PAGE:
Republican State Senator Bruce McPherson spent more than $300,000 on Spanish-language television ads in his unsuccessful bid to defeat incumbent Hispanic Democratic Lieutenant Governor Cruz Bustamante. Newly-elected Democratic Congresswoman Linda Sanchez credits strong support within the Hispanic community in the new Los Angeles-area district for her election. She aired nearly $85,000 on Spanish-language broadcast television ads in the Los Angeles market. Her sister, Congresswoman Loretta Sanchez, was featured in one of Gray Davis’ Spanish-language television spots.

New York
Republican Governor George Pataki was re-elected with a large percentage of support from among the Hispanic community in New York despite having spent less on Spanish-language television advertising than either of his opponents. Pataki spent at least $820,000 on more than 550 spots. His opponents, Independent billionaire businessman Tom Golisano (at least $2.4 million during the general election, nearly 650 spots) and Democratic State Comptroller Carl McCall (at least $1 million during the general and primary elections, nearly 850 spots) both spent more and aired more spots but were unable to crack Pataki’s strong support within the community. McCall’s Democratic primary opponent, Andrew Cuomo, spent almost $75,000 on Spanish-language ads in the primary.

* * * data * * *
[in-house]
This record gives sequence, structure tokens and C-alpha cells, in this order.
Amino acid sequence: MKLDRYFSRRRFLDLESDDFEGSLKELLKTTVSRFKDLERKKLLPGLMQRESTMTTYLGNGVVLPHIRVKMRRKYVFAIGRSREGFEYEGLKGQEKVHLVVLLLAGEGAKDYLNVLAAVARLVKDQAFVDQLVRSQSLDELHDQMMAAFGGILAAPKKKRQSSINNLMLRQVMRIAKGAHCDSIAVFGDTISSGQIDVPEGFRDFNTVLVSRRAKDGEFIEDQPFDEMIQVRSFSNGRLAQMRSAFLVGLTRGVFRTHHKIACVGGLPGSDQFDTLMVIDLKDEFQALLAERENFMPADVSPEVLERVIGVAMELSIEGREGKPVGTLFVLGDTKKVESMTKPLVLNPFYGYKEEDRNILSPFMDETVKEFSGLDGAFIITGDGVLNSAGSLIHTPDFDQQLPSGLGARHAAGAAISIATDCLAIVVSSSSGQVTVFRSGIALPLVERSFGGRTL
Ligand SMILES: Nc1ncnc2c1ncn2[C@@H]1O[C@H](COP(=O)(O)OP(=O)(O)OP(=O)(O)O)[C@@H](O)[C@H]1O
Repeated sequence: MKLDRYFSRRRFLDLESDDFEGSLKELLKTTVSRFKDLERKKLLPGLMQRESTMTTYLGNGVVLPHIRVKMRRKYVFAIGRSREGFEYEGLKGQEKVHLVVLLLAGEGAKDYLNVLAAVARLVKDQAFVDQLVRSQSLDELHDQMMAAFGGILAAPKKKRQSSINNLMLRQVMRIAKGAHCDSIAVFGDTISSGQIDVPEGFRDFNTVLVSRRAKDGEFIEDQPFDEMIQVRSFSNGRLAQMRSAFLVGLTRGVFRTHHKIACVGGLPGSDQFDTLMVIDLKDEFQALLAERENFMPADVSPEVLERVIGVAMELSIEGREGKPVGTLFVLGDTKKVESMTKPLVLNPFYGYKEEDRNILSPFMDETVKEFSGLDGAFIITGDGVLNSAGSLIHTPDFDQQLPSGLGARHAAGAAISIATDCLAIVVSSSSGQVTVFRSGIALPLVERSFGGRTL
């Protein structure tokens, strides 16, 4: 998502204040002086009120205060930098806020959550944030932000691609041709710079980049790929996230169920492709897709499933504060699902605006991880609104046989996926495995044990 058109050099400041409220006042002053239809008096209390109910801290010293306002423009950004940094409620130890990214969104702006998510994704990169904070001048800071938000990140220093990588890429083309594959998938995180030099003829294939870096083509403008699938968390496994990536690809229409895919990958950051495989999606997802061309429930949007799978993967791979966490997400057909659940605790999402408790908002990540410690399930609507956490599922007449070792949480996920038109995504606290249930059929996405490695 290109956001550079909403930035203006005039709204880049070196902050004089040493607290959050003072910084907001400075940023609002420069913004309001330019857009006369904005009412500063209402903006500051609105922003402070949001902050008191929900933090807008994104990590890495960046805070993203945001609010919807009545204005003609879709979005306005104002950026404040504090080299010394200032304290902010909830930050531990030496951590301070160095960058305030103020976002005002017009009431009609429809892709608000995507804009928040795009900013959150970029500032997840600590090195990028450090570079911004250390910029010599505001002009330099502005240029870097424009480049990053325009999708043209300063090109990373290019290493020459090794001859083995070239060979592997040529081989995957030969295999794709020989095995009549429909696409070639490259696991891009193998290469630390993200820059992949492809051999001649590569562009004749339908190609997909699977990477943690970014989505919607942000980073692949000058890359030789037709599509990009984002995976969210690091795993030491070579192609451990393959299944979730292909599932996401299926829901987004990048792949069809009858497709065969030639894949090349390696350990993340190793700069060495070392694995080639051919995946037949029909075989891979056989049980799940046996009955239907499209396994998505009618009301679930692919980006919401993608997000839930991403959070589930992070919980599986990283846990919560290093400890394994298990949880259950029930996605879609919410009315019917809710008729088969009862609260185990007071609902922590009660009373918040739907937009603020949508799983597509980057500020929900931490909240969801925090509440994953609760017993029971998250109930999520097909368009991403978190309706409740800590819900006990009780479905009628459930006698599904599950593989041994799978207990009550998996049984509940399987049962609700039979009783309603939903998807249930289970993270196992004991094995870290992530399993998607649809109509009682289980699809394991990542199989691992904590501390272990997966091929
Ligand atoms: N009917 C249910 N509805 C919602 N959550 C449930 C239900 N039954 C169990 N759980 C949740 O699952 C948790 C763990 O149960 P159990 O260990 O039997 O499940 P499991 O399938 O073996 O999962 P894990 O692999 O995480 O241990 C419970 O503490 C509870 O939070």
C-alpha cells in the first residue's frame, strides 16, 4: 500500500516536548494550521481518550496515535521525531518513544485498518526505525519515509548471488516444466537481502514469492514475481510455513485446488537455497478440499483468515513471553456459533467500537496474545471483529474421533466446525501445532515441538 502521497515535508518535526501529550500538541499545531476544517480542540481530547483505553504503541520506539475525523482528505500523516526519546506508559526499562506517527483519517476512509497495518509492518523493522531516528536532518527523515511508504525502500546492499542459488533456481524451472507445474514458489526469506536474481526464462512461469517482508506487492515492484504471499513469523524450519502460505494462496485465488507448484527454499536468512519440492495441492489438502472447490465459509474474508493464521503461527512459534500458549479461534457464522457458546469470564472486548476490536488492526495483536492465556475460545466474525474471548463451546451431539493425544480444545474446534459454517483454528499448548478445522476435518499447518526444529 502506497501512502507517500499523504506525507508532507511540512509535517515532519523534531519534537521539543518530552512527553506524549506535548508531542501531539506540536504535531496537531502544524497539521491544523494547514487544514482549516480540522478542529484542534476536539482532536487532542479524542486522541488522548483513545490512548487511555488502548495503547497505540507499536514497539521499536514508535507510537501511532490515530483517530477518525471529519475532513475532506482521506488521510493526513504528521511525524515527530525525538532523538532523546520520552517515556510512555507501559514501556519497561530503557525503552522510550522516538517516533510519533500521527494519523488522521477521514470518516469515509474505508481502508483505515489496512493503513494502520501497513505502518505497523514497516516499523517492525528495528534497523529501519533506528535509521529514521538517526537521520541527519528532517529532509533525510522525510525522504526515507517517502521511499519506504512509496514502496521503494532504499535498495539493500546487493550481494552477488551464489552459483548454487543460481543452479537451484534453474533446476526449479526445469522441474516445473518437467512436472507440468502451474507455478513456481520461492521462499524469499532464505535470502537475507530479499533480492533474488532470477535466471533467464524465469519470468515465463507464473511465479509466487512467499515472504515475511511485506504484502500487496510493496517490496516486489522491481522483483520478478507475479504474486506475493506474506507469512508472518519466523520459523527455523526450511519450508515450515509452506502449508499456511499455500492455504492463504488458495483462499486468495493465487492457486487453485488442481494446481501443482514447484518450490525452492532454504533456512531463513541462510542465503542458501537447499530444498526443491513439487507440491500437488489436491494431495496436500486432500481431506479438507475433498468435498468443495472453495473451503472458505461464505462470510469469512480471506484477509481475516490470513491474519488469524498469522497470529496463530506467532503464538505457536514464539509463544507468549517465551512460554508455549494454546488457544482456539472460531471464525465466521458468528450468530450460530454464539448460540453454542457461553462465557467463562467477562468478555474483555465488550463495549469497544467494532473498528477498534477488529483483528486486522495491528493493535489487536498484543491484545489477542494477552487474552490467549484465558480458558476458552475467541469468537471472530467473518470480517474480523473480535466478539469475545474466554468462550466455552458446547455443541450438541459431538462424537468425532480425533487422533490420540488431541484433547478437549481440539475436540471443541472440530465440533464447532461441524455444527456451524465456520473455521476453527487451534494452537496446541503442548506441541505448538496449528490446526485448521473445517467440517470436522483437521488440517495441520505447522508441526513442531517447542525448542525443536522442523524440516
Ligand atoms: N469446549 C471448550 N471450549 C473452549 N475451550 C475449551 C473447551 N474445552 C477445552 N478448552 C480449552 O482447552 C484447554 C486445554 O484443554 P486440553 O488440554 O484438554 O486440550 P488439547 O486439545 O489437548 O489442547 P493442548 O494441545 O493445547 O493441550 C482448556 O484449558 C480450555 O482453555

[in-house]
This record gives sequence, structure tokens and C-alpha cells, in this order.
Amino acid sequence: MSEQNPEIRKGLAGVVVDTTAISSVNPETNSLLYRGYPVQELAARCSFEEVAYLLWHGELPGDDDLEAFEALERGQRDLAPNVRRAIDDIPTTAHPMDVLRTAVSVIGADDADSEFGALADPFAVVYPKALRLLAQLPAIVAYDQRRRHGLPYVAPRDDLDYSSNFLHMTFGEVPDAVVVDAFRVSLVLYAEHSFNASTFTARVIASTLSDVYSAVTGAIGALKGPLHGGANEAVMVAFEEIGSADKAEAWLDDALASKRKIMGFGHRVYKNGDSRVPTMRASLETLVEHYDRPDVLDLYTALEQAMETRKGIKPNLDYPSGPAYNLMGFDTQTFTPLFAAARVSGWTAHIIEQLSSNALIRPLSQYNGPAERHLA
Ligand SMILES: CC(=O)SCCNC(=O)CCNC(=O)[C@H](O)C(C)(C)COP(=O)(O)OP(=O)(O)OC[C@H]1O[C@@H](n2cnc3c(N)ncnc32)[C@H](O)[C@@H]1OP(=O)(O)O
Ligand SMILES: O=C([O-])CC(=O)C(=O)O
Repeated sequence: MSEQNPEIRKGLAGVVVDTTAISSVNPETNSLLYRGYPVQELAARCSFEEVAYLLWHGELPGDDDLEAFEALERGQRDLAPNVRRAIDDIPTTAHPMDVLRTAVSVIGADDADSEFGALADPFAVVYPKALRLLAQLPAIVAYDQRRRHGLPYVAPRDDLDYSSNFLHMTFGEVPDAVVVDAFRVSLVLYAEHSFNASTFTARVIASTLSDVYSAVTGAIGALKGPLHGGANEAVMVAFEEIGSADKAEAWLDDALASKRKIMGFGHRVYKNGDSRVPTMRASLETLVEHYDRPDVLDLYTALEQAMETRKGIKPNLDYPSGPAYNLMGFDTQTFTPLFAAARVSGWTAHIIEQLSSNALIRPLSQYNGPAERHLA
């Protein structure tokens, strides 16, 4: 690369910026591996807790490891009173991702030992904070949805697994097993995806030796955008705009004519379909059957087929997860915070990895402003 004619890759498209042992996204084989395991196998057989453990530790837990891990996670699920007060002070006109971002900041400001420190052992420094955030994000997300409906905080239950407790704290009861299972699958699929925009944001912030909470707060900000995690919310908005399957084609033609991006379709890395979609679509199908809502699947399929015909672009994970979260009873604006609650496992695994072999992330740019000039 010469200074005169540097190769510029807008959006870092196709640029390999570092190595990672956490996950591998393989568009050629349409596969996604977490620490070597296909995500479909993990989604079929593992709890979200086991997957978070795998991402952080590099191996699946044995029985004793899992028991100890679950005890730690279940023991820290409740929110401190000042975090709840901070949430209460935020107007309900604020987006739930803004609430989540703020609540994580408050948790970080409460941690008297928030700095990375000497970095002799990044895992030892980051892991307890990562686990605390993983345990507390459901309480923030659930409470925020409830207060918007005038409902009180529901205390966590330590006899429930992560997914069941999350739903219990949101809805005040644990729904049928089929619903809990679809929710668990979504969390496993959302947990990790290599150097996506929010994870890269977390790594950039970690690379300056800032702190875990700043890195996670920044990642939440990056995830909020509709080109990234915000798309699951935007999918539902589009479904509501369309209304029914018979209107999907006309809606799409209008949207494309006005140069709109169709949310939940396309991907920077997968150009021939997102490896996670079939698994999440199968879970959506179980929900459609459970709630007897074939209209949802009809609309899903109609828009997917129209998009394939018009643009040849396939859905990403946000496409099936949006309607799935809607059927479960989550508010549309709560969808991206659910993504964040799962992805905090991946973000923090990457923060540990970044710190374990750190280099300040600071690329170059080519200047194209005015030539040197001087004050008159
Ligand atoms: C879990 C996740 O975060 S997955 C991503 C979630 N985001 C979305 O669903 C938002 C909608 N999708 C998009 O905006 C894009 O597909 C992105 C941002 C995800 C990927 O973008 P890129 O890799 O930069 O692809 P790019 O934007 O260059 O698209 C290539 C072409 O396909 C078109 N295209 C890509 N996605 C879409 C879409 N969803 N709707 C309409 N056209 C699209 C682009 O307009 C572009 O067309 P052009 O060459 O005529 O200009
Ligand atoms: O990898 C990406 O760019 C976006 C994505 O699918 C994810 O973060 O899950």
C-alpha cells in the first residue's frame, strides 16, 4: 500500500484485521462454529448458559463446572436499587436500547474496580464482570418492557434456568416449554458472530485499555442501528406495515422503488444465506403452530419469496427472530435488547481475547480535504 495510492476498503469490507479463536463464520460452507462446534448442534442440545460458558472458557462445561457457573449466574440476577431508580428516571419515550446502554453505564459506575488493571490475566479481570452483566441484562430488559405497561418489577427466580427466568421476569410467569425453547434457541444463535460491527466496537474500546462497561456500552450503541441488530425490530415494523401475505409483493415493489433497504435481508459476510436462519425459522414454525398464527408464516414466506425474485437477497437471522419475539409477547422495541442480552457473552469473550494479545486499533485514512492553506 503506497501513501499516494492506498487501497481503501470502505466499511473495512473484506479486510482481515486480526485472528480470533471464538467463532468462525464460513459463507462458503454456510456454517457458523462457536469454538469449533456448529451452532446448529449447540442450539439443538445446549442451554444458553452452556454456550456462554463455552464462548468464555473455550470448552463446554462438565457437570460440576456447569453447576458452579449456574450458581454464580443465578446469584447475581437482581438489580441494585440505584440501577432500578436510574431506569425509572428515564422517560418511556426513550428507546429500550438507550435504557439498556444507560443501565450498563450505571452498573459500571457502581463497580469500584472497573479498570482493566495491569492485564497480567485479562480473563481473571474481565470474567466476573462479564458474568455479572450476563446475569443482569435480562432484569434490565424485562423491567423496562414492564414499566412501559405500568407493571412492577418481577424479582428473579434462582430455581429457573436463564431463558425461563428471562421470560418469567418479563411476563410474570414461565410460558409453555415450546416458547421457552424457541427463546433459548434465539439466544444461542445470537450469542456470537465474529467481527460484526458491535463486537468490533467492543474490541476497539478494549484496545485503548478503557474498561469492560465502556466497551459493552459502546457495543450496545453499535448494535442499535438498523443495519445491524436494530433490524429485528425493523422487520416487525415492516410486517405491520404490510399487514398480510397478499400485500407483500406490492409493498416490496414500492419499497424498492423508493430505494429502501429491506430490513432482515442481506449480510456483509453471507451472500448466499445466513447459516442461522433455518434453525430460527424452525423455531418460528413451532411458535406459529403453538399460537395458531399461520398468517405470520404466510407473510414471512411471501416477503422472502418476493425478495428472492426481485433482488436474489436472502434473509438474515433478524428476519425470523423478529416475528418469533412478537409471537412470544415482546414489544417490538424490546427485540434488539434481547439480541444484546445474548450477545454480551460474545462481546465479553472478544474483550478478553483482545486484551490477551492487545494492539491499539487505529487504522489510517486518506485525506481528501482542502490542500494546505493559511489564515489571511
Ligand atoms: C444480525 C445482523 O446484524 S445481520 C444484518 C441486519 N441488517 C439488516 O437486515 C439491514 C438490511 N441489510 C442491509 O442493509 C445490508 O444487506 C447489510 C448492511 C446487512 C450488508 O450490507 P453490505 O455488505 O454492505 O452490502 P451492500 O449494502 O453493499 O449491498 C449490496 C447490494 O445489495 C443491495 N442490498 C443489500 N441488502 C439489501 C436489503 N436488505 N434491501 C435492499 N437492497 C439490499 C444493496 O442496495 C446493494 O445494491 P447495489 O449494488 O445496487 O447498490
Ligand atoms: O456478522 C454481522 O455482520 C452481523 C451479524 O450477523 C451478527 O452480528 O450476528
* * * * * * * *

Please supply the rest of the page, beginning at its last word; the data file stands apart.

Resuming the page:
Polls indicate that Democratic businessman and gubernatorial candidate Tony Sanchez captured a clear majority of the Texas Hispanic vote, with help from more than $1.8 million (nearly 5,000 spots) in Spanish-language television advertising. His victorious opponent, Republican Governor Rick Perry, spent a significant amount on Spanish-language broadcast television – at least $630,000 (more than 900 spots).

Republican Land Commissioner David Dewhurst was elected Texas Lieutenant Governor in a hotly contested race. Dewhurst spent more than $300,000 on Spanish-language television ads during the campaign.